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Saying Thank You 13 Years Later
This past Monday evening, United Hatzalah volunteer and Rehovot resident Micha Shulem walked into one of the shuls in the city to daven Maariv and noticed a man from the corner of his eye looking intensely at him. At the end of the tefillah, the man walked over to Micha and said, “You performed CPR on my infant son 13 years ago. Two weeks ago we celebrated his Bar Mitzvah. I want to say thank you.”
On Wednesday, Micha was reunited with Schneur Levin the father and Yisroel Levin the Bar Mitzvah boy whose life he saved 13 years prior.
The story transpired in the family home when Yisroel was just a few weeks old. He weighed just 1.5 kilograms and apparently swallowed a small object that blocked his airway. He choked and very quickly turned blue. The family called emergency services for help, and Micha, who lived on the same street at the time rushed over.
Schneur recounted that “Micha arrived very quickly together with another volunteer Yehuda Frankel. The two of them performed CPR on my son and then a bit later the ambulance arrived and took him to the hospital.”
Micha recounted what happened from his perspective. “We removed some substances from the baby’s mouth and performed CPR in order to return the baby to breathing properly once again. This was an incredibly delicate CPR. Until a person holds a baby this small it is difficult to understand just how fragile they are and that any small movement can cause damage to the baby’s spine or ribs. The lungs are the size of a very tiny bag. It isn’t a normal situation.”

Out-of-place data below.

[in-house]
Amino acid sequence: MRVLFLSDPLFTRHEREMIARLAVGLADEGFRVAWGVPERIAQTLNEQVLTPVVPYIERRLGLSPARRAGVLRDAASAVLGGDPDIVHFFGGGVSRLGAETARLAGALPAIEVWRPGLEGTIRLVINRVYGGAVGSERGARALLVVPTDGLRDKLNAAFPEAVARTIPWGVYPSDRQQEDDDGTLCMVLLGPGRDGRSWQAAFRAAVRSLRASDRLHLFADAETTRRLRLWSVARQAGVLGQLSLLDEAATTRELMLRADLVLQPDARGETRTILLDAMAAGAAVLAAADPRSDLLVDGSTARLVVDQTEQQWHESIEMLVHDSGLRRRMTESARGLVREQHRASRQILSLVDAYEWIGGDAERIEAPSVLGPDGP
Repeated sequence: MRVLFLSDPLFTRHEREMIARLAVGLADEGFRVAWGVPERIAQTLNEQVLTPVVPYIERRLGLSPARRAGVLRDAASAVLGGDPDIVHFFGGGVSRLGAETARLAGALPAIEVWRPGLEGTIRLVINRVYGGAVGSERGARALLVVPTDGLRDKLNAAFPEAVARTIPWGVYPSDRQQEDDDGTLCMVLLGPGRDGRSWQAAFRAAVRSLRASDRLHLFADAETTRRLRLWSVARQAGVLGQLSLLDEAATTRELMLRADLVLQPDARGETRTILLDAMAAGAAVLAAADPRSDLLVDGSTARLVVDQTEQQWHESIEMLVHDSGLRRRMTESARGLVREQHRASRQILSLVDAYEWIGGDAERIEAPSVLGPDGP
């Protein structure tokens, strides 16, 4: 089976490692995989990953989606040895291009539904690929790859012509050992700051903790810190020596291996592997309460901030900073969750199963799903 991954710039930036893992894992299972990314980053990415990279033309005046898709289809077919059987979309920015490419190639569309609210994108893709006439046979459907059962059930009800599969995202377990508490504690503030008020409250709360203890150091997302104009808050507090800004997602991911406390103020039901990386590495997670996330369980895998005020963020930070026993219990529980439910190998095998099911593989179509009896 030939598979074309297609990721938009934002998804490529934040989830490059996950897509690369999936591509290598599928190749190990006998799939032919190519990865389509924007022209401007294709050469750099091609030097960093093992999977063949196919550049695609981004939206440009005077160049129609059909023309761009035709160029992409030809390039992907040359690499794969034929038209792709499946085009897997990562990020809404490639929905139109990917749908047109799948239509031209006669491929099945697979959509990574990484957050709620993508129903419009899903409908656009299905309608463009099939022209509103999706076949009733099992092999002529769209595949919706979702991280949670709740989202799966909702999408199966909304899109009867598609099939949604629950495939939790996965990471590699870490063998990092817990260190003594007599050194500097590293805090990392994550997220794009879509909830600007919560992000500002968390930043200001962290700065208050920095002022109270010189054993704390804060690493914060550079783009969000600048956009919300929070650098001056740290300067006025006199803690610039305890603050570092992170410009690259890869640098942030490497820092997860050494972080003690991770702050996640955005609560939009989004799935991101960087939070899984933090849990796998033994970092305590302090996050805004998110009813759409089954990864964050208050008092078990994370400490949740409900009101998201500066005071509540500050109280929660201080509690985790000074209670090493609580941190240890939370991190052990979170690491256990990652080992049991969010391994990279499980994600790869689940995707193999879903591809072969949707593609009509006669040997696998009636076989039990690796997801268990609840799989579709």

Schneur and Micha generally don’t pray in the same shul and haven’t seen each other in the past 13 years. “My wife said that she saw Micha somewhere in the city recently,” Schneur said. “When I saw him in shul, I knew I had to go over and say hello and tell him about the story. It is a way of recognizing what he did for us by sharing our happiness with him,”
Micha added: “It was a bit awkward for me because Schneur was staring at me throughout the entire prayer and I was wondering who this person is. When he ran up to me after the prayer service I told him that if it is important we can talk. He told me his name and I didn’t remember the story. Then he told me I saved his premature infant son. That is what jogged my memory and I was in shock that he remembered me and that I was now meeting him again so unexpectedly.”
“I was overjoyed to hear about the boy’s Bar Mitzvah,” Micha continued. “These are the types of stories that leave first responders with a sense of euphoria. Hearing about a person whose life you’ve saved so many years later gives me a lot of motivation to keep responding to emergencies whenever and wherever they happen. When I walked out of shul, I stopped on the sidewalk for a few moments, looked up, and thanked G-d. These are the moments that give so much meaning to our lives. When a person says to me, ‘Do you see that child? Because of you, he is alive today.’ That makes everything we go through as volunteer first responders worth it.”
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